Feats of political theater in Santa Fe

December 30, 2018 GMT

Twisting and twirling from an aerial fabric suspended 15 feet above the floor, 10-year-old Aneena Clinger was feeling alive.

“It’s pretty fun,” she said of the acrobatics, part of a performance piece she helped create for Wise Fool New Mexico’s Winter Circus Cabaret, which opened Saturday at the troupe’s Siler Road studio and continues with an afternoon show Sunday. “I don’t think it’s scary at all.”

Aneena’s Parent Trap-inspired piece is about two kids from broken families who use aerial acrobatics to try to help their parents reconnect during the holiday season.

“In the end, we learn that the holidays are all about family,” she said.

Wise Fool, founded in Santa Fe almost 20 years ago as both a performing arts and social justice advocacy organization, combines clowning and circus artistry with storytelling in its popular productions, some of which have become holiday traditions — such as the Circus Luminous show held at the Lensic Performing Arts Center each year on the weekend after Thanksgiving.


Shows often address political and social issues, said artistic director Amy Christian and board member Kate Marco.

“Circus is a medium through which we can speak to these issues,” Christian said. “How do we look at those issues through the eyes of the clown, with raw, vulnerable compassion … and understanding?”

The group’s approach has ancient roots. The term “wise fool” comes from the medieval tradition of court jesters using humor to address controversial political topics without fear of retribution from the king.

Occasionally, however, the serious themes of a Wise Fool production will catch audience members off-guard.

Last month’s Circus Luminous show, called Clown Alchemy, drew criticism from a few parents of schoolchildren who watched the performance during a field trip to the Lensic.

Michelle Sisneros, the mother of two Nava Elementary School students, ages 4 and 6, was infuriated by the show’s political messaging about immigration, LGBTQ rights and other topics. She went along as a chaperone, expecting to see traditional circus acts — acrobatics and trapeze work — but found instead what she called “message theater.”

“It shocked me, that’s for sure,” Sisneros said.

A performance that focused on the debate about public bathrooms for transgender people provoked more questions about the issue from her children than she was ready to handle. After she and her children returned home from the show, Sisneros said, her older son asked about the skit, wondering why bathroom doors were painted different colors.

“He is 6 years old and shouldn’t be asking those kinds of questions,” she said.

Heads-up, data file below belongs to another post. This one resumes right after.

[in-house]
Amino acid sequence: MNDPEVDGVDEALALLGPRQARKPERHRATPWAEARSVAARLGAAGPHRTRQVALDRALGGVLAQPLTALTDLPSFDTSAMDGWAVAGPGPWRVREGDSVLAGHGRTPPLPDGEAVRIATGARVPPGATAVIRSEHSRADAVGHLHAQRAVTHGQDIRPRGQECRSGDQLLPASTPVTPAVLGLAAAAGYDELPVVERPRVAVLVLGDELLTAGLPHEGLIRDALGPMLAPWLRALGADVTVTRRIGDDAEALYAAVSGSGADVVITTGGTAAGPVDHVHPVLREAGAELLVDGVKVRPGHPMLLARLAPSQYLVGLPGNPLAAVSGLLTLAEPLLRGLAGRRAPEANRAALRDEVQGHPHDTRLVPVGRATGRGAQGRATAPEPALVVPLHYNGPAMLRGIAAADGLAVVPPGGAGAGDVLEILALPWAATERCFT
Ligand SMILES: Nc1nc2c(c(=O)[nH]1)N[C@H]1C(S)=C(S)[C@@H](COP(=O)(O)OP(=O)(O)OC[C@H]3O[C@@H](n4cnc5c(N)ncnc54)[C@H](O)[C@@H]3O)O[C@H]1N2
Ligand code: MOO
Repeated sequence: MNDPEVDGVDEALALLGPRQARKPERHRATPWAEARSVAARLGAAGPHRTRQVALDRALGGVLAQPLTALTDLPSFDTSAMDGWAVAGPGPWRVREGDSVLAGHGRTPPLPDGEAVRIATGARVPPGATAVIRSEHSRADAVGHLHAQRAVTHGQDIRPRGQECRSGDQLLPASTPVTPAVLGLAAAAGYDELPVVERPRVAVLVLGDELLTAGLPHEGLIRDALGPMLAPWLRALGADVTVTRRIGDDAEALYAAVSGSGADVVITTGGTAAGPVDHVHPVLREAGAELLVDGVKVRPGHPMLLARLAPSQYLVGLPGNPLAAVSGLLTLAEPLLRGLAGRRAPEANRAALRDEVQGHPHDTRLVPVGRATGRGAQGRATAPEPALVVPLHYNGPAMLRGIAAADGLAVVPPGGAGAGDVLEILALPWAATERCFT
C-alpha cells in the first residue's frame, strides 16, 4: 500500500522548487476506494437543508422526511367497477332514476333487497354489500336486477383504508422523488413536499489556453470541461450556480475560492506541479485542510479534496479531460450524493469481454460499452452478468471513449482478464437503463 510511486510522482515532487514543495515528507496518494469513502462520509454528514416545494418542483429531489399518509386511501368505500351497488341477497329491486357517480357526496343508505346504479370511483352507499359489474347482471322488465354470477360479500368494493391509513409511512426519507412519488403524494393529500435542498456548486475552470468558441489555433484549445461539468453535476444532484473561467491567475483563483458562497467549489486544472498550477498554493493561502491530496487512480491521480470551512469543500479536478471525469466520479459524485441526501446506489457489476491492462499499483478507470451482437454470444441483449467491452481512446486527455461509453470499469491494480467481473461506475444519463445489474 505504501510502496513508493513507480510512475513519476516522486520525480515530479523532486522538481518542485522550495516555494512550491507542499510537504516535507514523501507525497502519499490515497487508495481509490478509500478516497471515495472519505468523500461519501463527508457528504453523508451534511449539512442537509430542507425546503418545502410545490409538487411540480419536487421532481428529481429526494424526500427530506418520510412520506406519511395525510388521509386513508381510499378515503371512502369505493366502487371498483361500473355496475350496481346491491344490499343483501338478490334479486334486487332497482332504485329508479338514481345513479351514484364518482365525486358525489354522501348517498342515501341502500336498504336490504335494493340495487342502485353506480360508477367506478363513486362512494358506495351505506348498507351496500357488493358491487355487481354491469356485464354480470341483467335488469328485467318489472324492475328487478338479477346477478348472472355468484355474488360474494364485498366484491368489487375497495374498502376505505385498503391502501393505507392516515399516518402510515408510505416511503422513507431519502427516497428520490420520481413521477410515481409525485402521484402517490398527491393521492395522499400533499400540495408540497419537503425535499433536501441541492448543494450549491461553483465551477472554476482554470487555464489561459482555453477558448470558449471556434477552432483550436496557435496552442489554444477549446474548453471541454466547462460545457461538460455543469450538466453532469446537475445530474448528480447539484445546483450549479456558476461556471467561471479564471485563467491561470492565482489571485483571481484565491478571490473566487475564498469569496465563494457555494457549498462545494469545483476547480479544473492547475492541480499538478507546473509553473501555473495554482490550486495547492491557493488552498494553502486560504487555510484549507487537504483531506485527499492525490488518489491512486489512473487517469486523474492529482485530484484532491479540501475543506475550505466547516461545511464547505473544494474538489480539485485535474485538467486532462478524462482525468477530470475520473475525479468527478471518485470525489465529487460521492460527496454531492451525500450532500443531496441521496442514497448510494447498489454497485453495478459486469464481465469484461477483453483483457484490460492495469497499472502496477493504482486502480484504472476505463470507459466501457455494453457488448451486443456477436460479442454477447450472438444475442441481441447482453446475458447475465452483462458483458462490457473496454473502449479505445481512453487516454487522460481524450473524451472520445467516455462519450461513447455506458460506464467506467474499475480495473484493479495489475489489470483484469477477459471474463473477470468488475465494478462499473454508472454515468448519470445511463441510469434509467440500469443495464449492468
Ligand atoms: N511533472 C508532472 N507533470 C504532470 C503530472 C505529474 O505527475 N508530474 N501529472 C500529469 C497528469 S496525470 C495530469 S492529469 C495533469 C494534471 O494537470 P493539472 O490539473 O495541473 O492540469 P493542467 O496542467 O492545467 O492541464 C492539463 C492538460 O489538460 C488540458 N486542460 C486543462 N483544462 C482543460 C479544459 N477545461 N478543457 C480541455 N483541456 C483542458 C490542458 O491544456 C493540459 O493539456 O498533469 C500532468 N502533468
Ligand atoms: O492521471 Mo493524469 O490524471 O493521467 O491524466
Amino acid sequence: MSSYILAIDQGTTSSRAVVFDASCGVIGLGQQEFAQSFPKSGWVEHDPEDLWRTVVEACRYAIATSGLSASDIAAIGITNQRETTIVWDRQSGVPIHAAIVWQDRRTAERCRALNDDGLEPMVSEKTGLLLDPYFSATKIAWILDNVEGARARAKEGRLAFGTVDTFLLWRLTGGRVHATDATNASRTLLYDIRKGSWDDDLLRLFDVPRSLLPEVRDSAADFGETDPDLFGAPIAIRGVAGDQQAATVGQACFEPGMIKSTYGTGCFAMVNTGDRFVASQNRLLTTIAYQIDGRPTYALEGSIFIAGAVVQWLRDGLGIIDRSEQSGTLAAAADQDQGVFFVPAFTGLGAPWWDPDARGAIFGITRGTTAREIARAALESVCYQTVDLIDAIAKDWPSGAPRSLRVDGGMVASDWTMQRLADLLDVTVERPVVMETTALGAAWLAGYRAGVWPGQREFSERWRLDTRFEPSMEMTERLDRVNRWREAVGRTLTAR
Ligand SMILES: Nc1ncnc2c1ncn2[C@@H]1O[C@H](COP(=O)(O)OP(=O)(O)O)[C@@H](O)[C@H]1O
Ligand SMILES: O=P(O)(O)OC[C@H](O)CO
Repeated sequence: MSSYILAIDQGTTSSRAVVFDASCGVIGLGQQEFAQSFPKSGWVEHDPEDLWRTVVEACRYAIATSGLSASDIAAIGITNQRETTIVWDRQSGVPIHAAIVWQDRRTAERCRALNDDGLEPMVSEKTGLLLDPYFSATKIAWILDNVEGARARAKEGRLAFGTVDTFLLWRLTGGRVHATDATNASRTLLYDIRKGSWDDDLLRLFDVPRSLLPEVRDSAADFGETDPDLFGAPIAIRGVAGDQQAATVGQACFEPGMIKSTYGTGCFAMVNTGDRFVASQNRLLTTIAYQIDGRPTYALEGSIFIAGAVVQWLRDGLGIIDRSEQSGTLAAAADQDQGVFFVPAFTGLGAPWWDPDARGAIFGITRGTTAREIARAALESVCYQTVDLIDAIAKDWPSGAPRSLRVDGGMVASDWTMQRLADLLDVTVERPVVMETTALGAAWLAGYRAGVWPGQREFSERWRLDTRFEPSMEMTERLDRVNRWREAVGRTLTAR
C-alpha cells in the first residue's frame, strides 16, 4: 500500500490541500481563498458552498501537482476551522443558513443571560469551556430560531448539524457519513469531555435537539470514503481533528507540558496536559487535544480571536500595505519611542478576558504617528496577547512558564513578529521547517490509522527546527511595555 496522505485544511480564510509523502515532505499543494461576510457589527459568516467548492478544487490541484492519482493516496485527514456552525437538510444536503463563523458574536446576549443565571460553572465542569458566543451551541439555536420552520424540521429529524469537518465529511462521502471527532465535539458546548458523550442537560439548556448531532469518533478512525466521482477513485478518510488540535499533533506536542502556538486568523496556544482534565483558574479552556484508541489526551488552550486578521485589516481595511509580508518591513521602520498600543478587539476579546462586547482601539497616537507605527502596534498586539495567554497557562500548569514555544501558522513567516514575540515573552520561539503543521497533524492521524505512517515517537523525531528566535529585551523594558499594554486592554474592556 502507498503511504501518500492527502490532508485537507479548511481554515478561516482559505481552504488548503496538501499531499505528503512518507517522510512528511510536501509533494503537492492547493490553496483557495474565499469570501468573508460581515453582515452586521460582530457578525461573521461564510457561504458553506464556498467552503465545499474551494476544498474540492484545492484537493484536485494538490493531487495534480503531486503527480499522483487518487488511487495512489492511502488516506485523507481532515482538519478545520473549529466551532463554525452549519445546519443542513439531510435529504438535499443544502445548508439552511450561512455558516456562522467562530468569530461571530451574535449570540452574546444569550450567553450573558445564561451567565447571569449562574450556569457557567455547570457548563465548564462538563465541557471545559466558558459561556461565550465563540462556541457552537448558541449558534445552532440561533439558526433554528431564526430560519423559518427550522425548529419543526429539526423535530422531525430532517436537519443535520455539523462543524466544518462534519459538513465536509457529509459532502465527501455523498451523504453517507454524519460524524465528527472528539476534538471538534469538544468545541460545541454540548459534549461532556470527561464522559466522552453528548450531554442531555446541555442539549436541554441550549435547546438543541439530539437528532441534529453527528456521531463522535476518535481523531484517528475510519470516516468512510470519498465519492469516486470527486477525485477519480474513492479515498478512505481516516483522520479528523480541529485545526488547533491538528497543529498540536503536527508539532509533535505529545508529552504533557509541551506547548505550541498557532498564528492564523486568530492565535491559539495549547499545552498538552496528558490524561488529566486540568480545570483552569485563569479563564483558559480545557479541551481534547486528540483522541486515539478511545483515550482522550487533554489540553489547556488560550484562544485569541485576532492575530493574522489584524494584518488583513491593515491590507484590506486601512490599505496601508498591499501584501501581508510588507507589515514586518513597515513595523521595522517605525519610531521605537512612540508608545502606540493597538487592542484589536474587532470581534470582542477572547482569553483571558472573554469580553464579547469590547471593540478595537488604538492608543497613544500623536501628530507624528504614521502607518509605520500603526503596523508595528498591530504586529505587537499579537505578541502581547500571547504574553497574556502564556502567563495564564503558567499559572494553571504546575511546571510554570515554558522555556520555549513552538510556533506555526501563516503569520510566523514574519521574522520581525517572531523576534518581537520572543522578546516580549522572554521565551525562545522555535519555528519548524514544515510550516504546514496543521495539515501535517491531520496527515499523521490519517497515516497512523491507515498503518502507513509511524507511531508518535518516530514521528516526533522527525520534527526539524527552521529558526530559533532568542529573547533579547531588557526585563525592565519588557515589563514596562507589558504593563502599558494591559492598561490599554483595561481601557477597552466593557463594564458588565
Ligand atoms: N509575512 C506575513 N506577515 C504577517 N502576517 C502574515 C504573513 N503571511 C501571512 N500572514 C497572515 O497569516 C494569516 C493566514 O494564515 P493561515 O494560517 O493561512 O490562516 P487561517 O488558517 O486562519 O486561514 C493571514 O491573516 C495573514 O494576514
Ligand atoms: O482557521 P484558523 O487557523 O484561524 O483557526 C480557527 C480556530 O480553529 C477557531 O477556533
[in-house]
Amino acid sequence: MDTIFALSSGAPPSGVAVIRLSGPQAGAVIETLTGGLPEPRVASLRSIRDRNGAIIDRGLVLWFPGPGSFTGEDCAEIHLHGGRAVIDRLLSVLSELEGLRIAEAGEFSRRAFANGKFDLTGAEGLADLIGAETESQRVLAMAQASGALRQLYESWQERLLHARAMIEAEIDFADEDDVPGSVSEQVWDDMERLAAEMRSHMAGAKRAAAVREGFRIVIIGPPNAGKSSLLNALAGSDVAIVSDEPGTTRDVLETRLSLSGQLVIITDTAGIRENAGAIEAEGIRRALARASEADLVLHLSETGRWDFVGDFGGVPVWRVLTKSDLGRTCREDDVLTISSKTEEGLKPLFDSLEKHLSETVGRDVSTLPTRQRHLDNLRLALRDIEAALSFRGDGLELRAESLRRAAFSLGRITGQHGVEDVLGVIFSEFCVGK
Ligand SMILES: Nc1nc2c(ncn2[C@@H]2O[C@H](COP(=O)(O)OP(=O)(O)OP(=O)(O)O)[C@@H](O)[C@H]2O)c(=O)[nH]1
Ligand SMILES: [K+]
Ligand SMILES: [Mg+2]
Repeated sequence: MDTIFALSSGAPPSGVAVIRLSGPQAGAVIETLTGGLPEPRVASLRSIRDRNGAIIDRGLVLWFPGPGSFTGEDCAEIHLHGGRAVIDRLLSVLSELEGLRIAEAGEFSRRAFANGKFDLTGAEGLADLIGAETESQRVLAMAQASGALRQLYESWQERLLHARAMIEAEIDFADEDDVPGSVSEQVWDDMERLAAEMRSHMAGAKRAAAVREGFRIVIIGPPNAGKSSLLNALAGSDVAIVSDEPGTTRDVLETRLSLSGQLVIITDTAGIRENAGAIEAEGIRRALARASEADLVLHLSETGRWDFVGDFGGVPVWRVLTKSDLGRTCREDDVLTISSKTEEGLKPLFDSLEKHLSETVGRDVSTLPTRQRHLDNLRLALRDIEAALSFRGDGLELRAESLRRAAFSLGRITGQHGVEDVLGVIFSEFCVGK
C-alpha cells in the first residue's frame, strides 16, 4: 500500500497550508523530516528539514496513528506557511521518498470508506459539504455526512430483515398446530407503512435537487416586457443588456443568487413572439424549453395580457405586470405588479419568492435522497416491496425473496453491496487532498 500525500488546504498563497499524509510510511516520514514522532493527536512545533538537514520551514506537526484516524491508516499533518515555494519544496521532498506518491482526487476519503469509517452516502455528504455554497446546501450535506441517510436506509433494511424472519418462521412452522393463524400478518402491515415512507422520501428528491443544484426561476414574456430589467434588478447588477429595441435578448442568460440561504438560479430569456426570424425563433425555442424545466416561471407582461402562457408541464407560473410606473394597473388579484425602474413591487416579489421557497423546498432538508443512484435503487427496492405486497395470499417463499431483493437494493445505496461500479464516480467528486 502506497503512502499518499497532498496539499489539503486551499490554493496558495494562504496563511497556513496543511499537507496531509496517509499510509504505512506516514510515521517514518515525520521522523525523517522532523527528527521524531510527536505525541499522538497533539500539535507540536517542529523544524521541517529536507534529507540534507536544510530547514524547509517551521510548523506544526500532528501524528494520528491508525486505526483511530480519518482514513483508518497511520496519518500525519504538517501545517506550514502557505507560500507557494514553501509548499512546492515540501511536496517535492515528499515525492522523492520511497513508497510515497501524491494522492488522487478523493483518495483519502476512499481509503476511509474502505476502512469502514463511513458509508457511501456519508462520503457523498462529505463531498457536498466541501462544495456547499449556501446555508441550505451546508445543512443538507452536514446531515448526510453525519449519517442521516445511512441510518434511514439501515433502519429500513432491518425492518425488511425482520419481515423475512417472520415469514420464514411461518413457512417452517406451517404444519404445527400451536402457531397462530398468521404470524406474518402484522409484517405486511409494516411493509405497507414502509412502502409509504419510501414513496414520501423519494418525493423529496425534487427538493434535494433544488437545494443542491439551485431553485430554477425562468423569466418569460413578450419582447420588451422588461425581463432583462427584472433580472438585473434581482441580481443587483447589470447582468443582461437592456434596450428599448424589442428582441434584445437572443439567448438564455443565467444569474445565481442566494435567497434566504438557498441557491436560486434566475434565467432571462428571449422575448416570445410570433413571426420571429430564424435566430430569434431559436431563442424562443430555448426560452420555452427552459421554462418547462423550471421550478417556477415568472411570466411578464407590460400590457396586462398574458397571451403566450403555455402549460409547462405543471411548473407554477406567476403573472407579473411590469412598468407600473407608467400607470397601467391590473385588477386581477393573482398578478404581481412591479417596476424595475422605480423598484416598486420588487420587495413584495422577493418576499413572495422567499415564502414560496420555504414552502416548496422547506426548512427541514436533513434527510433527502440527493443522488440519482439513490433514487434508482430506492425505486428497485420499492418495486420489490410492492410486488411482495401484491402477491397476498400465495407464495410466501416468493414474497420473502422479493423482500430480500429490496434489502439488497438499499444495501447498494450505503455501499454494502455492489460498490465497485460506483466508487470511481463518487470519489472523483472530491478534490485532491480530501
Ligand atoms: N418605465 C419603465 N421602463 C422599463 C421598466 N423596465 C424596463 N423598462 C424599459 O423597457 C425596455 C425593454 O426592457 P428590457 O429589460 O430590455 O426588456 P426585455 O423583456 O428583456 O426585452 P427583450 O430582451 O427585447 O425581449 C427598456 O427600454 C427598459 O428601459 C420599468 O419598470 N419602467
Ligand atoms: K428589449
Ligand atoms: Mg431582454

Sisneros wasn’t upset with Wise Fool, she said, but was dismayed that the Santa Fe school district had approved a viewing of the show for young children who might have been confused by it.


Some of the group’s material is a bit mature for younger children, Christian said, but is designed to provoke thoughts and questions, like those from Sisneros’ son.

Marco agreed that the Circus Luminous production spotlighted issues that youngsters might not understand. But, she said, “we weren’t trying to be political. To me, political means ‘us, them; Democrat, Republican.’ We didn’t go near the White House” for material.

“It was a show that shone a light on current issues — the Black Lives Matter movement, the Me Too movement, gender rights, gun violence, love,” Marco said.

Gibraltar Farrell, 11, who appeared in the Circus Luminous show with his brother, Magnificent, said he heard some people did not like the uneasy mix of social issues and slapstick clowning.

“We’re not trying to make everyone like the show,” he said. “Our job is making them feel. And if you make them feel something — anything — then you’ve done your job.”

Wise Fool New Mexico evolved out of the California-based Wise Fool Puppet Intervention troupe, which began around 1990 and used giant puppets, masks, stilt walking, fire performances, songs and colorful costumes to draw attention to community and global social justice issues.

In 1999, several members of the group relocated to Northern New Mexico, where they began their own nonprofit.

Wise Fool New Mexico, which employs 15 teaching artists and five administrators, and operates on an annual budget of about $450,000, has since developed a school program and studio workshops for children and adults.

The artists teach their students about life skills, Christian said, and help them build self-esteem and learn to work with an ensemble.

“We want to create a brave place where kids and adults can shine in life as well as on the stage,” she said.